The AJC Decatur Book Festival was big fun. Friday night, my friend Jennifer and I went to hear poet Billy Collins at Agnes Scott College. He was wonderful, funny, charming, refreshing, his poems funny and sly and subversive and silly. My favorite part was when he dropped the F-bomb. I mean, the former poet laureate of the United States, and he drops the F-Bomb at a girl’s college. You gotta love it. I got to meet him afterwards, and before-hand, got to meet one of my favorite southern writers, Bailey White. If you’ve never heard her on NPR, or read SLEEPING AT THE STARLIGHT MOTEL, or MAMA MAKES UP HER MIND, you have missed a rare and wondrous treat. She’s got a new book coming out, called NOTHING WITH STRINGS, and I, for one, can’t wait. I met Rick Bragg in the author’s green room too. That’s the great thing about a book festival. One time, I was in the green room at the Miami Book Festival, and Amy Tan came in, with her two eensy-weensy purse puppies, and then Dave Barry came in, and I just took it all in.
We had a very nice crowd for the book festival. Right after my gig at the festival Saturday, I ran home and jumped in the 10-ft. cargo van and hot-footed it up to Raleigh to pick up junk sistah Beth. Sunday morning, we lit out for Brimfield, which turned out to be a 14-hour odyssey, due to traffic jams on various turnpikes. But we are here, we have done a reconaissance around the fields, and have set our alarms for—buttcrack of dawn, or as some people call it, 4 a.m. All the antique fields are supposed to be officially closed today, but I snuck in, and the first person I ran into was Bob, who sold me my bathtub and kitchen sink at Scott’s in Atlanta. The junk world really is a small place. A few years ago, on my first junking trip to England, I ran into a dealer friend from Atlanta at the antique fair in Ardingly. Tomorrow, I junk for joy!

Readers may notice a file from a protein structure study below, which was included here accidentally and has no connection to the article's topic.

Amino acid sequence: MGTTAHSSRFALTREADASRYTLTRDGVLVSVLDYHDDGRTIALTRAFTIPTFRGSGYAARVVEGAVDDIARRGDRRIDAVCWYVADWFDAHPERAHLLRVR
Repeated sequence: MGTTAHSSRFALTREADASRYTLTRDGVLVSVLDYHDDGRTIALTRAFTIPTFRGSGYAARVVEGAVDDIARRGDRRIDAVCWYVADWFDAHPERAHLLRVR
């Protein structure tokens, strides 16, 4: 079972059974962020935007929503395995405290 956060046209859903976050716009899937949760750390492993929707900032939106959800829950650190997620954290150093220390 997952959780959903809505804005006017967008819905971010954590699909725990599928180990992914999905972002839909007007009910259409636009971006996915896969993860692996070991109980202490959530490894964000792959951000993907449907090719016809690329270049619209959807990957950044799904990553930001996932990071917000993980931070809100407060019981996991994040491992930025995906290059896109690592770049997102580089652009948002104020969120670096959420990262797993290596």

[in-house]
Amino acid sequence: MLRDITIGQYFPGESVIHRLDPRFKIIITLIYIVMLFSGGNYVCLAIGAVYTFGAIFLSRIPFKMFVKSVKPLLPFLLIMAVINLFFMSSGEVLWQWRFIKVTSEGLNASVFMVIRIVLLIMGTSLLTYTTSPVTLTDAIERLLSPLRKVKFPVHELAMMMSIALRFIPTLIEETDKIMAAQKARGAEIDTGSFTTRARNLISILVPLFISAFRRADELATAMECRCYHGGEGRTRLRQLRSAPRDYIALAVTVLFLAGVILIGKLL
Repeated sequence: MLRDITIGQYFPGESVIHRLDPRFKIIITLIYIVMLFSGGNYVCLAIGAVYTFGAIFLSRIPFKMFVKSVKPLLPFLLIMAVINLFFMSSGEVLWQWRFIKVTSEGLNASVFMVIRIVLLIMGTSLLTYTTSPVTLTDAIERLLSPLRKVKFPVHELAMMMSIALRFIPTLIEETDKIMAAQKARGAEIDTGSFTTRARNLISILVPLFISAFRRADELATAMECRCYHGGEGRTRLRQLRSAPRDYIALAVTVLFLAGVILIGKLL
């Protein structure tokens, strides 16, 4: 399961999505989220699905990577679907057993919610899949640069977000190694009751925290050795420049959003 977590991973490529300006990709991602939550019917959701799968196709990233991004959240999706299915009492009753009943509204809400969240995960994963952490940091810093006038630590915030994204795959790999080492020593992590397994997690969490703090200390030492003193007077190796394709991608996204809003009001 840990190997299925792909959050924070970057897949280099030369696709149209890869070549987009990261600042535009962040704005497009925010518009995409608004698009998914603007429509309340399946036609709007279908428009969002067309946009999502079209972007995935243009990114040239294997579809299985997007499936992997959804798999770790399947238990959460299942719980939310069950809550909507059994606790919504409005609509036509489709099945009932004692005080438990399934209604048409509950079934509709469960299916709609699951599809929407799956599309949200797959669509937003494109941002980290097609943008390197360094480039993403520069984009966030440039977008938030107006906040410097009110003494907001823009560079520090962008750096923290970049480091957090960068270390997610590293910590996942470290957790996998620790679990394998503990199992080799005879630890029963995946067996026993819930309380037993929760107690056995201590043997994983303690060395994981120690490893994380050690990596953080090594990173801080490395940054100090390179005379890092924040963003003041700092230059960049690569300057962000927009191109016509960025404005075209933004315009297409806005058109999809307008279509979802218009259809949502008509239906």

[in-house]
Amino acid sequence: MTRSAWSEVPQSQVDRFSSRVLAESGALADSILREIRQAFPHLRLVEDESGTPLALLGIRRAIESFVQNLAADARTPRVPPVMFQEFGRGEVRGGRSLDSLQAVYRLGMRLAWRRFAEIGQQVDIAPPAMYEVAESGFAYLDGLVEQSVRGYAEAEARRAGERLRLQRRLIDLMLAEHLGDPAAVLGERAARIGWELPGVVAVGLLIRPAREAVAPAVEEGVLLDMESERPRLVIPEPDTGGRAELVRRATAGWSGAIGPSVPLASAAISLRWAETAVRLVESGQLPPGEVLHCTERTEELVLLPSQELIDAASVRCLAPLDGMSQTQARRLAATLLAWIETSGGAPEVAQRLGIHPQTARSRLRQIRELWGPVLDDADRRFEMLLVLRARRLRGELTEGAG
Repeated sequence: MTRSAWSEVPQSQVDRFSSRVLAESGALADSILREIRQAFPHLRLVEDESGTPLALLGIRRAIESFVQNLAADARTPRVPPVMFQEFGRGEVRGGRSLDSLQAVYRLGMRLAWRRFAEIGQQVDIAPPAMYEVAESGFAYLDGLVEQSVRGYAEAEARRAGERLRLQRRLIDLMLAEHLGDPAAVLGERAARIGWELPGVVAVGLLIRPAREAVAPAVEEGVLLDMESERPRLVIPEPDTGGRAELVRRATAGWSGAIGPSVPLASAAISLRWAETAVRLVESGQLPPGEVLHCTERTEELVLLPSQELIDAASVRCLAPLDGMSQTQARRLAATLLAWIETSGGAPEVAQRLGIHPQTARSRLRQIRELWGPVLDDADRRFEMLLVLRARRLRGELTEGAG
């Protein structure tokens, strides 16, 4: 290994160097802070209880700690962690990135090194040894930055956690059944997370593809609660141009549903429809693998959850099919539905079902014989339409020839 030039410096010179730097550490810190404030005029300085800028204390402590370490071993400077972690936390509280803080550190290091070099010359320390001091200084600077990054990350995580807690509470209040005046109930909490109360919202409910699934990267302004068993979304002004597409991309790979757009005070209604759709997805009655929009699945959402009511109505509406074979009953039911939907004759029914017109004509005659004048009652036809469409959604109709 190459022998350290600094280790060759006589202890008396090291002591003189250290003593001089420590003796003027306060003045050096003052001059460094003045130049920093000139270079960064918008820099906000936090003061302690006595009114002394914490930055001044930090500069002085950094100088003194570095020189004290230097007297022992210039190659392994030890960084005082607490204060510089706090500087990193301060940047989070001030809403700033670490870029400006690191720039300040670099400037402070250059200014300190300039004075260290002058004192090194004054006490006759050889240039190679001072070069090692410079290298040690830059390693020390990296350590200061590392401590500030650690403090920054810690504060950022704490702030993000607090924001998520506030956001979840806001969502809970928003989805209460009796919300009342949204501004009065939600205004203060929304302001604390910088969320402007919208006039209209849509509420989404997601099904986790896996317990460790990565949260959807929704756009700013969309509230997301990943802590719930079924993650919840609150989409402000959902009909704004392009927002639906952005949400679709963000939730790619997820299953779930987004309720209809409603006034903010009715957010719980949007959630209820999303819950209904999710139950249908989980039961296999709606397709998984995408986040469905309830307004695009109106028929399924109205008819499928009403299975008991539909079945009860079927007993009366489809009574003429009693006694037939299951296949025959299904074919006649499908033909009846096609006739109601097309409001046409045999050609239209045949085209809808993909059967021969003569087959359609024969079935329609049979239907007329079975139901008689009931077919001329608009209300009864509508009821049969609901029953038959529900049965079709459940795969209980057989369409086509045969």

I’m back in the beautiful North Ga. mountains, trying to pound out another fifty pages. It’s hard to concentrate at home, there’s always so much going on. Boomerang Boy has left the building! He’s moved into a 150-year-old farmhouse a few miles away, and I’m sending the washer and dryer with him. Let’s see if that motivates him to do his laundry. If he ever gets it all out of my house…Katie and Mark have found a house to rent a few miles away too, so they’ll be moving out at the middle of the month–I’ll miss them, because they’re both so much help, but they are more than ready to be living under their own roof. And Tybee, my grand-dog, wants his own place too. In the meantime, last weekend was bargain bonanza time. Last Thursday, I met Jinxie and two other friends at the Ballard’s Backroom Tent Sale in Alpharetta. Holy smokes! Talk about shopping frenzy. If you’ve never seen the Ballard’s Design catalog, you should check it out. The Alpharetta backroom is their catalog outlet–lots of scratch and dent and discontinued items usually. But this was the biggie. The joint was swarming with women, scratching and clawing to get at their bargains. I somehow managed to score a 9-by-12 sisal rug for $150–regularly about $450, and a pair of way cool silver metal wall sconces for Boomerang Boy’s room at the beach. I paid $30 for the pair, I think. And then….I stood in line for nearly two hours waiting to pay. Later in the weekend, Jinxie and I hit some more estate sales. I scored a great oak dresser to put in my antique booth. And by Sunday, I’d painted it a soft sea-glass green enamel, and added glass knobs and handles. Jinx and I went back to the Ballard’s backroom outpost on Howell Mill Road because we were in the neighborhood, and I made another excellent find. Fabric remnants were on clearance, and I managed to round up enough yardage, like 27 yards in all, of white cotton duck. The biggest piece was 15 yards, and the rest of the yardage was in one and two yard remnants. But that’s okay, because I’ll use the duck to have a slipcover made for my $175 Baptist yard sale sleeper sofa for the beach, and my friend Tacky Jacky, the slipcover sorceress, assured me that will be more than enough for what we need. The cost came out to be like, $2.40 a yard! And then I struck gold again, finding a 21-yard bolt of gorgeous beach-glass blue paisley cotton fabric for about the same price. My plan is to use the blue fabric for cushions for the forties rattan armchairs I’ve been hordeing for nearly two years, plus throw pillows, and maybe some window treatments. I brought a swatch of the fabric up to the mountains with me. And I like to look at it, and visualize what my beachy living room will look like. Pathetic, huh? In the meantime, I’m churning out those pages of The Fixer-Upper. Gotta reach my quota of 50 pages, because this is a Scott’s Antique Market weekend coming up. No junking for me ’til the pages are in.